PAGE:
Bronze artefact offers evidence of execution ‘by lion’ in Roman Britain

The central figure might represent a damnatio ad bestias scene, depicting a condemned captive facing execution by being thrown to the wild beasts in the amphitheatre.

In 2016, excavation work in Leicester shed new light on the city’s Roman past, revealing remarkable evidence of luxurious dwellings, mosaic floors, and an elaborately decorated copper-alloy key handle featuring a caricature of a ‘barbarian’ under attack by a lion, together with four naked youths that possibly represent captives.

This ornate handle was found in the townhouse with the fine mosaic. It depicts a man being attacked by a lion, possibly an arena scene. Image: University of Leicester Archaeological Services.

The artefact offers direct evidence for the Roman execution method of throwing prisoners to wild animals in an amphitheatre.

Findings from the artefact’s analysis were published this week in Britannia. However, Dr Gavin Speed, Project Manager at University of Leicester Archaeological Services, reported on the discovery of the handle in Current Archaeology 332 back in 2017, and explained the other exciting findings unearthed during the excavation.

You can read the full article here: Uncovering magnificent mosaics in the heart of Roman Leicester

Below is an extract from the article in which Dr Gavin Speed explores the gruesome significance of the key handle.

Images from the arena?

As well as mosaic floors, the townhouses yielded a wealth of other clues to the occupants’ tastes and interests, from vast quantities of pottery and coins to personal items like brooches, beads, and hair pins, as well as objects such as gaming pieces that hint at how these well-off individuals liked to spend their leisure time. None of these are unexpected finds for a high-status Roman residence – but one object, recovered from between two floor surfaces, was more enigmatic.

Cast in copper alloy with a square iron tang running through it, the ornately decorated artefact is slightly curved and fits comfortably in the palm of the hand, although it is surprisingly heavy. We have interpreted the find as a handle for a knife or key, but its decoration is of an exceptionally high standard. The main element shows a male figure, possibly a Roman caricature of a Germanic ‘barbarian’, dressed in trousers with a wide waistband and his neck-length hair swept straight back. The details of his face are strikingly well preserved: a short beard covers his chin from ear to ear, and we can also see his broad nose and outsized eyes. These staring eyes could suggest fear – certainly the man’s position is perilous, as he is shown under attack from a male lion, which clings to the unfortunate individual’s waist with its jaw gaping wide and its tail curled around his left leg.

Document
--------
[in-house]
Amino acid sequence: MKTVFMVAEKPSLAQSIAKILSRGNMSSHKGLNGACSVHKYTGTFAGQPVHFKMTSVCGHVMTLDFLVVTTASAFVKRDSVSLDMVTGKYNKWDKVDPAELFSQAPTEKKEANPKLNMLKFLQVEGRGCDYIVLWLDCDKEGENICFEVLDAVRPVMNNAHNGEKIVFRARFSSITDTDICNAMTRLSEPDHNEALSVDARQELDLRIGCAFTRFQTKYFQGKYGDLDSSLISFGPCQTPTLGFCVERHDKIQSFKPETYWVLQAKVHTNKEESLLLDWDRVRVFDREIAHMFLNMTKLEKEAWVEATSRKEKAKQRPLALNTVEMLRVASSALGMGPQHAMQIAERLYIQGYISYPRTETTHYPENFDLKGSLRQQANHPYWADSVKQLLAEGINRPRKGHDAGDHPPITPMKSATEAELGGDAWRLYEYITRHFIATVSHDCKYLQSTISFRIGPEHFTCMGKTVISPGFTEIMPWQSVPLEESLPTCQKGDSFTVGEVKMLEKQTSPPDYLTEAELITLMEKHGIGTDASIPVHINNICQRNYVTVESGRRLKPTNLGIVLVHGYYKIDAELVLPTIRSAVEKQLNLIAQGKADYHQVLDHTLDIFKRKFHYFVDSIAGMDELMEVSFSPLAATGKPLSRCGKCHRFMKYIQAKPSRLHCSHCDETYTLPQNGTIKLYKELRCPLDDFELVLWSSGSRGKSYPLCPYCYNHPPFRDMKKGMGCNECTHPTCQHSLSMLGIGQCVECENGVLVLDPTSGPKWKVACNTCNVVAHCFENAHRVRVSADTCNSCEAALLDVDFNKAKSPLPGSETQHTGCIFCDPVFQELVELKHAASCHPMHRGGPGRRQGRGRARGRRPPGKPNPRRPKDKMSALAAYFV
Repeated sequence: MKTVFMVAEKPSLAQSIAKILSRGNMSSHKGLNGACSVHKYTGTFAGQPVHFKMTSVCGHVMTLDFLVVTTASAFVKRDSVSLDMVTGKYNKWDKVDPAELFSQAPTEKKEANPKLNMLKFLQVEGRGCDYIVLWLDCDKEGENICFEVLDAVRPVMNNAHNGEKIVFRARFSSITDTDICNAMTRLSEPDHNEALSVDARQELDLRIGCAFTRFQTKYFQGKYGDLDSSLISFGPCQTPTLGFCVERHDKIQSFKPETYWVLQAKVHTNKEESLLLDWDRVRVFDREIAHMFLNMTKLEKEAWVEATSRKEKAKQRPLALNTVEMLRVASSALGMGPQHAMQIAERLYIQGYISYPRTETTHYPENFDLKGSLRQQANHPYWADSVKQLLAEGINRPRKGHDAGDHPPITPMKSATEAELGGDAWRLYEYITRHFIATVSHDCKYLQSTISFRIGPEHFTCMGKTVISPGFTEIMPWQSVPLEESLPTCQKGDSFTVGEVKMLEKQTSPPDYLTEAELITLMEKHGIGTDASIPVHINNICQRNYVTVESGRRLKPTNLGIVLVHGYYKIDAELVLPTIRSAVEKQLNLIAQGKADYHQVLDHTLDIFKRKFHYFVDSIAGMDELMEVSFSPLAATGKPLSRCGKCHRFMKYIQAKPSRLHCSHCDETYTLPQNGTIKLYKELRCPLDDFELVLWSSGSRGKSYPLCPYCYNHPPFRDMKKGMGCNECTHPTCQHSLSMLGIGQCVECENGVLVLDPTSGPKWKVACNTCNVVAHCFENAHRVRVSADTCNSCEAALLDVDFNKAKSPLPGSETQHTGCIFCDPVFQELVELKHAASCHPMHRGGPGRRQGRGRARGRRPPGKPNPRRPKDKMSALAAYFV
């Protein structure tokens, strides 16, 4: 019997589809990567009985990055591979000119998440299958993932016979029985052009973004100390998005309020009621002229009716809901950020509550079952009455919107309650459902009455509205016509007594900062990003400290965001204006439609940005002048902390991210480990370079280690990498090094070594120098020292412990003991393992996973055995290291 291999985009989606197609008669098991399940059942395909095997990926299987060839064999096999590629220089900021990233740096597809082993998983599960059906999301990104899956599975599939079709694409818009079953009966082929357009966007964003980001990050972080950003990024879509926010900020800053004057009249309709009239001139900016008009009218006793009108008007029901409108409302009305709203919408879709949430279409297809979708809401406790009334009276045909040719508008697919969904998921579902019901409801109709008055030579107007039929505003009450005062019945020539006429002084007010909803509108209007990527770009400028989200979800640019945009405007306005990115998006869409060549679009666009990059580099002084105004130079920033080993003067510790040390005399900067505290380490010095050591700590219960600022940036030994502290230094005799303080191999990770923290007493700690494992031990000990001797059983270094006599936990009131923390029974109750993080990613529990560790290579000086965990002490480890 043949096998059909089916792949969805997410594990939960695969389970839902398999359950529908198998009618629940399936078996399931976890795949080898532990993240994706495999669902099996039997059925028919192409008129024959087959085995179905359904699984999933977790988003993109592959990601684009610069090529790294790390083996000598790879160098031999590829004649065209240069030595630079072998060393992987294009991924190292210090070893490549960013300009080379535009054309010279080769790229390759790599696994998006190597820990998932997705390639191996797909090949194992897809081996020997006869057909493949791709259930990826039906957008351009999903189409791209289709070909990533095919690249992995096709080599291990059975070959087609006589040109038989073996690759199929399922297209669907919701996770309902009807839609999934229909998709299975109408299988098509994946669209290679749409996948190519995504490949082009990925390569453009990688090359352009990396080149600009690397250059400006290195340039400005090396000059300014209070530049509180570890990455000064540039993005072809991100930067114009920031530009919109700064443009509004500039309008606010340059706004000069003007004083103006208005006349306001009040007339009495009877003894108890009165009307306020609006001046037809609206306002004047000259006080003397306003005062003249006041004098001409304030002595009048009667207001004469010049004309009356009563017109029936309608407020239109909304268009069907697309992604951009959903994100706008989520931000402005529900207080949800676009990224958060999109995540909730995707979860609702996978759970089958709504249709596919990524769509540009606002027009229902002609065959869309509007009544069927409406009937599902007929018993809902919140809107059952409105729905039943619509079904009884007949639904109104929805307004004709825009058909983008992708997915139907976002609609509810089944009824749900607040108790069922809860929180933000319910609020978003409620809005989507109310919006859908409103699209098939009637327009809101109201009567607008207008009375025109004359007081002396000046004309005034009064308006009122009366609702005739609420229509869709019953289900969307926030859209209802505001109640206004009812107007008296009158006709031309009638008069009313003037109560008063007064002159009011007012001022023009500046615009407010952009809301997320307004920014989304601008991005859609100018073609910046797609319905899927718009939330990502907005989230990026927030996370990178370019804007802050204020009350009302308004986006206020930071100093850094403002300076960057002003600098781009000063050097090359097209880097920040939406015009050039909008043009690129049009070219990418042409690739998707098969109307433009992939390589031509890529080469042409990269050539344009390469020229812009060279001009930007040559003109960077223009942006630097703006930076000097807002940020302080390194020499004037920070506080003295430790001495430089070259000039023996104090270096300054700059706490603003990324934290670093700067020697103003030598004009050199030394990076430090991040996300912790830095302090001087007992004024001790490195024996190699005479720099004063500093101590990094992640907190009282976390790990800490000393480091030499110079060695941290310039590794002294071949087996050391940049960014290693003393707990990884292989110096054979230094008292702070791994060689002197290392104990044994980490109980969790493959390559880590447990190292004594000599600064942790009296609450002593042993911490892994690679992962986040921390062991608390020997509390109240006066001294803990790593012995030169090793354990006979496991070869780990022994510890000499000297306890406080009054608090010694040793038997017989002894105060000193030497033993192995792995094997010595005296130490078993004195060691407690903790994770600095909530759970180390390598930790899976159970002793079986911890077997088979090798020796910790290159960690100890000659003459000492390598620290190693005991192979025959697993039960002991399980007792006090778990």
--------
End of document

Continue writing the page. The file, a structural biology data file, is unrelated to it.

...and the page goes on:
Man being devoured by a lion. Image: University of Leicester Archaeological Services.

This is not the full extent of the handle’s ornate artwork, though. The man is not depicted alone, but forms part of a complex arrangement of human bodies, standing on the heads of four naked, curly haired men. These are arranged in pairs, the outermost of each being larger and apparently older in appearance. Some are shown holding objects or animals. What could this tableau mean? The composition is surprisingly complex for such a small object (other known examples tend to have limited themselves to just one or two figures in their decoration), and it was clearly designed to exploit the handle’s three-dimensional possibilities, revealing different details as the artefact is turned. We have also captured these details in three dimensions for further study: an interactive digital model of the (partially cleaned) handle can be found at

Four youths. Image: University of Leicester Archaeological Services.

As for its subject matter, it has been suggested that the central figure might represent a damnatio ad bestias scene, depicting a condemned captive facing execution by being thrown to the wild beasts in the amphitheatre. Indeed, it would be particularly apt if the handle does represent some form of (albeit grisly) public entertainment, given that the townhouse in which it was found once stood just 50m from what may have been a Roman theatre.

According to ULAS, the key will be displayed at Leicester's Jewry Wall Museum following major refurbishment work expected to be completed by 2023.